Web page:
Trademarks are evaluated and are categorized based on the strength or weakness of the mark. The scope of protection given a trademark depends on whether it is considered inherently distinctive.  Generic terms cannot function as trademarks. See Trademark Manual of Examining Procedure (TMEP) §1209.02(b) where it states that a claim of acquired distinctiveness cannot overcome a generic refusal. This is because generic words are understood by the general public to refer primarily to the category of goods or services and does not distinguish the products or services on the basis of source.

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Disney filed a lawsuit in a California Federal Court, Disney Enterprises, Inc. v. Phase 4 Films, Inc. et al, 2:13-cv-09401,  alleging trademark infringement and unfair competition. Phase 4 Films released its movie entitled “The Legend of Sarila” on November 1, 2013, generating low box office revenue. Three weeks later on November 19, 2013 Disney released its animated film Frozen. Disney alleges that once Phase 4 Films learned about the success of Frozen, they decided to retitle the film to Frozen Land.  In addition, Phase 4 Films redesigned its artwork, packaging, and logo to take advantage of the financial success of the Disney Film.

To compare the promotional materials and looks of the logos, review the Complaint filed by Disney. Make your own decision as to whether Phase 4 Films replicated the trademark logo and look of Disney’s Frozen. Phase 4 Films may have hoped to rely on the fact that the title of a single creative work can not receive federal trademark protection and it may have overlooked the other legal protections available. See Trademark Manual of Examining Procedure (TMEP) §1202.08. However, a name of a series of creative works can be registered with the United States Patent & Trademark Office (USPTO) under TMEP §1202.08(c).  For example, the series titles of the Star Wars movies could seek protection while the single title of the movie Titanic could not.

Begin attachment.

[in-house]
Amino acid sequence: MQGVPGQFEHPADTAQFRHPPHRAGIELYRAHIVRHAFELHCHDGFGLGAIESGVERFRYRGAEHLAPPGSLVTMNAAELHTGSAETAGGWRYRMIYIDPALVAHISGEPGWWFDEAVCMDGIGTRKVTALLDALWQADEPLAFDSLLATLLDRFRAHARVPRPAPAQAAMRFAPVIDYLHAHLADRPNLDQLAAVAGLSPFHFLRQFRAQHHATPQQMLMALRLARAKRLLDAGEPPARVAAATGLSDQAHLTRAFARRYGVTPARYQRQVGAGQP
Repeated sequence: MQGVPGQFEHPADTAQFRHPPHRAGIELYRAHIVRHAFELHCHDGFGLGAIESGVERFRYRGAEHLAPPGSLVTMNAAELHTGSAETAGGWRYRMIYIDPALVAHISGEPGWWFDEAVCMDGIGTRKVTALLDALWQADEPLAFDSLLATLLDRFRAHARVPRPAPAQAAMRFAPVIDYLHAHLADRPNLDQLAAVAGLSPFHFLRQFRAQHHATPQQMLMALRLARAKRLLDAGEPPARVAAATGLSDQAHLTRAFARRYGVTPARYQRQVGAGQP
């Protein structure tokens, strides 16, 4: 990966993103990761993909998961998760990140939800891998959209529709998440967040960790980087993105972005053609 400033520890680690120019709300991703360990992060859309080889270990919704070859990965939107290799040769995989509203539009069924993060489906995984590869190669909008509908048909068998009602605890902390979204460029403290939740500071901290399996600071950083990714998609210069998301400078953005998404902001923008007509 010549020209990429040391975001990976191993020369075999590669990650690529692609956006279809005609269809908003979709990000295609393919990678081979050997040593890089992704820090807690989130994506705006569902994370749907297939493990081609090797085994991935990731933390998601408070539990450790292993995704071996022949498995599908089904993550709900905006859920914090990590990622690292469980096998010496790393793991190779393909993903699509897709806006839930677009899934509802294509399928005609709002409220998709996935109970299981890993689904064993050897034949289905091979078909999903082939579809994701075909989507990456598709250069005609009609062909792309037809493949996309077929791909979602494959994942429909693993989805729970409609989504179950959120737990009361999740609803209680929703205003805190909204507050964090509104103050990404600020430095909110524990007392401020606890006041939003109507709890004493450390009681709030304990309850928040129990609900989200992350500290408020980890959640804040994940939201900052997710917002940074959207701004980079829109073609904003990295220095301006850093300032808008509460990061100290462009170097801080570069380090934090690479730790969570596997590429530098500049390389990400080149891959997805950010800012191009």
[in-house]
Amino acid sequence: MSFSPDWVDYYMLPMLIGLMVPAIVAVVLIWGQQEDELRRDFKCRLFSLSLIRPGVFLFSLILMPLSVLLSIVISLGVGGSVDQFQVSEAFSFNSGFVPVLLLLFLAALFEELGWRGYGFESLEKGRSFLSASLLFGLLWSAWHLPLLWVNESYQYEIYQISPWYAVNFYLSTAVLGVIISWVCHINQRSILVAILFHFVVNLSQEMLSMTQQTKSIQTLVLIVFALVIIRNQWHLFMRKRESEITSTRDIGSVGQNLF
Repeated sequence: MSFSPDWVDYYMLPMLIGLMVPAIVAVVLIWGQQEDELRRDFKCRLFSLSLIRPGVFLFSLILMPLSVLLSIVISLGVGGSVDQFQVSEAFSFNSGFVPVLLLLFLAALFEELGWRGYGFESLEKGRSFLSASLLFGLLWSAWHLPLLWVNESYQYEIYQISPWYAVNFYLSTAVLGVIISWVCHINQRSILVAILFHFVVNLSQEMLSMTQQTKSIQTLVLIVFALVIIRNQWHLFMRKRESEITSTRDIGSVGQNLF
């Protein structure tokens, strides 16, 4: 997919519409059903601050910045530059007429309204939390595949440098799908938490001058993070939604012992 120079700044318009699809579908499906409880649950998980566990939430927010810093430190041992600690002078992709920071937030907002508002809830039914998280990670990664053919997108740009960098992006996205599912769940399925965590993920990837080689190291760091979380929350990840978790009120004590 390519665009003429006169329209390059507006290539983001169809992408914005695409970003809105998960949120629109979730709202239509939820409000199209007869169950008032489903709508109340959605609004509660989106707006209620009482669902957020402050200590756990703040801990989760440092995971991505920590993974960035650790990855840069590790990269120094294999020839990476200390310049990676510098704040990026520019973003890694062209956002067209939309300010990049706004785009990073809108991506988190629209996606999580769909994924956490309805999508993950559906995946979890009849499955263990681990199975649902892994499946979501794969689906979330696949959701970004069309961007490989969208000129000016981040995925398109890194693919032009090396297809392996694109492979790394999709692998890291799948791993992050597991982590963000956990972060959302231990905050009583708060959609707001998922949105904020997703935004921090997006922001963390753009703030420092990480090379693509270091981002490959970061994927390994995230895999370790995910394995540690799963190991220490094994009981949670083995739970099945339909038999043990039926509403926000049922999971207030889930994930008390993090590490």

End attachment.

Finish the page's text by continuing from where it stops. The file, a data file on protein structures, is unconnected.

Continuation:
movie-house-771223-mThe next logical question is how can the single title of a creative work be protected under the law? One means of protection would be to include a cause of action for unfair competition under §43(a) the Lanham Act in your federal complaint, if appropriate. See Lanham Act §43(a) 15 U.S.C. §1125(a). Disney included an unfair competition action in its lawsuit against Phase 4 Films. Keep in mind that this is a difficult case to prove because you must show that the title achieved secondary meaning. This usually requires demonstrating high advertising expenditures, significant media coverage, and consumer surveys. One may also consider filing for a state trademark registration as a means of protection. The registration process is much simpler than the federal process and its filing fees are lower. There is also no established legal mechanism to cancel a state registration. If you want to challenge a state trademark registration, you must file a civil action. Lastly, a state registration will have a strong deterrent effect on third parties because the state registration will appear in trademark search reports.